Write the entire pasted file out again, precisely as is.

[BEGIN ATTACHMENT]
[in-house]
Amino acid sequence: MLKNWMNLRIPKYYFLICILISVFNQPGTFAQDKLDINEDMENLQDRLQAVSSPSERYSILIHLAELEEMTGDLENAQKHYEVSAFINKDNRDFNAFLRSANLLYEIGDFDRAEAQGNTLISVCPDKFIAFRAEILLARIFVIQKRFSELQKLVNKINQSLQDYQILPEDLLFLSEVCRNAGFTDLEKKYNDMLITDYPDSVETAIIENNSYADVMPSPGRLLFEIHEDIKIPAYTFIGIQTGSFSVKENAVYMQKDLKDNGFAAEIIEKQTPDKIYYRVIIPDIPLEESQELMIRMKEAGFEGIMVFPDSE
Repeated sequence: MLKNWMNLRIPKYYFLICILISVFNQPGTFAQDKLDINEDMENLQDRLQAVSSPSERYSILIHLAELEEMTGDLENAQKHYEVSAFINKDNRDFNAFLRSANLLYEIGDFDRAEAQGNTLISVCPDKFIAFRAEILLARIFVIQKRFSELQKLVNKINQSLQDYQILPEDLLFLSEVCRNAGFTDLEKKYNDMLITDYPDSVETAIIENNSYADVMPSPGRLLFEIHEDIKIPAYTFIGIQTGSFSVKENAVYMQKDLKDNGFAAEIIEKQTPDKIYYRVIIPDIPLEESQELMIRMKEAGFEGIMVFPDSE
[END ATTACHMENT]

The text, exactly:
[in-house]
Amino acid sequence: MLKNWMNLRIPKYYFLICILISVFNQPGTFAQDKLDINEDMENLQDRLQAVSSPSERYSILIHLAELEEMTGDLENAQKHYEVSAFINKDNRDFNAFLRSANLLYEIGDFDRAEAQGNTLISVCPDKFIAFRAEILLARIFVIQKRFSELQKLVNKINQSLQDYQILPEDLLFLSEVCRNAGFTDLEKKYNDMLITDYPDSVETAIIENNSYADVMPSPGRLLFEIHEDIKIPAYTFIGIQTGSFSVKENAVYMQKDLKDNGFAAEIIEKQTPDKIYYRVIIPDIPLEESQELMIRMKEAGFEGIMVFPDSE
Repeated sequence: MLKNWMNLRIPKYYFLICILISVFNQPGTFAQDKLDINEDMENLQDRLQAVSSPSERYSILIHLAELEEMTGDLENAQKHYEVSAFINKDNRDFNAFLRSANLLYEIGDFDRAEAQGNTLISVCPDKFIAFRAEILLARIFVIQKRFSELQKLVNKINQSLQDYQILPEDLLFLSEVCRNAGFTDLEKKYNDMLITDYPDSVETAIIENNSYADVMPSPGRLLFEIHEDIKIPAYTFIGIQTGSFSVKENAVYMQKDLKDNGFAAEIIEKQTPDKIYYRVIIPDIPLEESQELMIRMKEAGFEGIMVFPDSE